"I won't," Maglor said, shaking his head. "That goes without saying. I know what Legos are, and I know how to treat a terminally shy and unhappy human who hates himself. Just leave him to me - I'll get the hedgehog to unroll yet. But you ought not to put more pressure on him and make him learn more magic he doesn't want. If you want to help him, give him a job - he's been considering going back to his world for more funds, even though that Dark Lord there is waiting to harm him. I told him to ask you, but he's probably too shy even for that."

Asar-Suti liked what he was hearing, and had to look away and concentrate on the blue sky in order not to grin inexplicably. "I could put him on my tab; it is limitless," he offered.

"As I know Rabastan," Maglor said, shaking his head, "he'd rather work. You gods always think you can fix anything with a few generous gifts to us little creatures. You can't - Rabastan lost his unspoiled humanity, and much of his self-esteem. You can't just hand that back to him with a bit of magic, or money that you don't even feel. You'd make it worse. Ask Gil if you don't know wha you should do; he's much more sensible about such things than you are. Sorry if I'm a bit direct, but I really don't want you to push him more. Or hand him stuff. Or do anything <i>to</i> him the way you gods like to - pick him from there, put him there, hand him this or that boon, poke him to see how he reacts, bargain with him for things he can't possibly expect fom life in a normal course of things. Just let him be; he'll be all right. Humans are so resilient if you just let them. And I'll be there to help, from time to time."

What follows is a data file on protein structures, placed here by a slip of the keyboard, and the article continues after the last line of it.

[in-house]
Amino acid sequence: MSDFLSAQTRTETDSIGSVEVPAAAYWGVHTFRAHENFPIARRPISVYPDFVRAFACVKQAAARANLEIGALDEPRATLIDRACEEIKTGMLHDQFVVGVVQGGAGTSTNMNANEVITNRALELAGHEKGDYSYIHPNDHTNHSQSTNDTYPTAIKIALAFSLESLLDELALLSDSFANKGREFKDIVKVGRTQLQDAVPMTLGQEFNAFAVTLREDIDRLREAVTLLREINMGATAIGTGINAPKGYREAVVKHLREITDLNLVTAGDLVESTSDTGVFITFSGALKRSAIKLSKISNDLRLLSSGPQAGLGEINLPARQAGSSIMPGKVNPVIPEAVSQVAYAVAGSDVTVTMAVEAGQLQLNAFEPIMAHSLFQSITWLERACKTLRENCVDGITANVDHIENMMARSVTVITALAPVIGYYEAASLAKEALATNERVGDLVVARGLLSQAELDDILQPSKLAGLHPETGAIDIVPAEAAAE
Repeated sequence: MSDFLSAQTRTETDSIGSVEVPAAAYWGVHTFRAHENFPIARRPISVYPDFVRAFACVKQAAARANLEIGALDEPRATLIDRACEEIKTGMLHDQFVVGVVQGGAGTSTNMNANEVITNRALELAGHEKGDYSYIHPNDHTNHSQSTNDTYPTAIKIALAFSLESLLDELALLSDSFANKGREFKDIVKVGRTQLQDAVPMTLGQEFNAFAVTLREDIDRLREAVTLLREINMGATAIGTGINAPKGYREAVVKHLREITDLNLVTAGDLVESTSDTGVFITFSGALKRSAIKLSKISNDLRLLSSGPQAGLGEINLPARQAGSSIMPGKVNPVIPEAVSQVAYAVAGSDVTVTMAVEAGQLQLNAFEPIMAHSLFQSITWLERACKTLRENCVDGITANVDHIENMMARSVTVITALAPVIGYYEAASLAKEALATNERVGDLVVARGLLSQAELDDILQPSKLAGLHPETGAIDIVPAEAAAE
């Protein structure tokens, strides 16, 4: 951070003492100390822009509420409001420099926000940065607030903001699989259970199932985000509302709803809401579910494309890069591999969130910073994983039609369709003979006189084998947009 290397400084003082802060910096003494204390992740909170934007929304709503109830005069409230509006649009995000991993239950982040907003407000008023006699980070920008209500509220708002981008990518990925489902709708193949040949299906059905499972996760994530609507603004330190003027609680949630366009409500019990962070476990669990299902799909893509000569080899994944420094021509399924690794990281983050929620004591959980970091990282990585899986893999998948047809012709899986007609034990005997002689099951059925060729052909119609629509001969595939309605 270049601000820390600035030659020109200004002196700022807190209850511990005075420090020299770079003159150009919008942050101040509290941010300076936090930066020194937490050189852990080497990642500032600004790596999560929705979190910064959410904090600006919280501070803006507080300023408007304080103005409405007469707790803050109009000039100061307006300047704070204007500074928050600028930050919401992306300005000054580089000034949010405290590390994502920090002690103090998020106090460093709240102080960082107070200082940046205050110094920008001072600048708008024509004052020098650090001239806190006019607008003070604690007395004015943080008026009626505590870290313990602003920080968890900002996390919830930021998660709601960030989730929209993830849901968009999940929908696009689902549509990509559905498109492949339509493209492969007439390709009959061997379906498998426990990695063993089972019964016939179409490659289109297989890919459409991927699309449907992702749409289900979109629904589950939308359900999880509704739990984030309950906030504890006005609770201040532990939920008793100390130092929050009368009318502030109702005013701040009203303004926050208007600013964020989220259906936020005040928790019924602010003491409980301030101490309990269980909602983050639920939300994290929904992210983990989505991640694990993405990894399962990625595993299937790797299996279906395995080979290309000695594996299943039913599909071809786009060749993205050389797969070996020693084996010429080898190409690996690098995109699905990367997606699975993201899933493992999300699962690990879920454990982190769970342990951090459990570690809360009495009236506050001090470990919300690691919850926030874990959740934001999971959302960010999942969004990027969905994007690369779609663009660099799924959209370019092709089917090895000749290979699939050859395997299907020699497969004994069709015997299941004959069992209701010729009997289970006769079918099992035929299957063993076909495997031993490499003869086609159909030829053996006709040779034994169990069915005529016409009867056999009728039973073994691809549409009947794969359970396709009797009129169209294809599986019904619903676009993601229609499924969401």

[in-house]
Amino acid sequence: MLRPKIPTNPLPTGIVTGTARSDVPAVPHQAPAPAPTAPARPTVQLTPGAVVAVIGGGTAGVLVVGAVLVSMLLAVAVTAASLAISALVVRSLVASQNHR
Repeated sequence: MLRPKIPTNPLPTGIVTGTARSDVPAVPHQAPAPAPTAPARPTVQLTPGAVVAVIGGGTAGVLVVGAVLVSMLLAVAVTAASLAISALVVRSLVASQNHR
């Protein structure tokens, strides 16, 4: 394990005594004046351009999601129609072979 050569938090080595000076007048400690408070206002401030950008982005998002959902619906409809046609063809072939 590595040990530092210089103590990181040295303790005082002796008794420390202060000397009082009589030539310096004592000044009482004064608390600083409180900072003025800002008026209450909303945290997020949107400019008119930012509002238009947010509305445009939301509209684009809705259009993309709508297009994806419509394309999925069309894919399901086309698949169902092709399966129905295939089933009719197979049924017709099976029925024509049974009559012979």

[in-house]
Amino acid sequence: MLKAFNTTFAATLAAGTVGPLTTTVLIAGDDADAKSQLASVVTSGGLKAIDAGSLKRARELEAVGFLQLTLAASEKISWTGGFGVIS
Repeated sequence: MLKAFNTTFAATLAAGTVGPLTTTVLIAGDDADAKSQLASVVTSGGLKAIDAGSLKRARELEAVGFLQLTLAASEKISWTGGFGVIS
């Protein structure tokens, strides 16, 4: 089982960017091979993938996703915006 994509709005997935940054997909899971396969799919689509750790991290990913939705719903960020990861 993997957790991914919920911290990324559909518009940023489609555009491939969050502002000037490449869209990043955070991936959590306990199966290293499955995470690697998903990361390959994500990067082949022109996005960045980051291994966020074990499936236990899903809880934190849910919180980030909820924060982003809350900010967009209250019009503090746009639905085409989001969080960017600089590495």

Asar-Suti shook his head, not sure where all that bitterness came from in the elf, and certain that he wasn't the right addressee for that rant. But he had heard what he'd come here for.

"Okay," he just said. "But I am allowed to give Feaho Legos, at least, am I? What kind of sets would he like, do you think?"

"Just bring him a large bin of basic bricks, with a few base plates and roof bricks and perhaps wheels so..."

And from there on, the discussion became technical and deteriorated, eventually, to model railroads.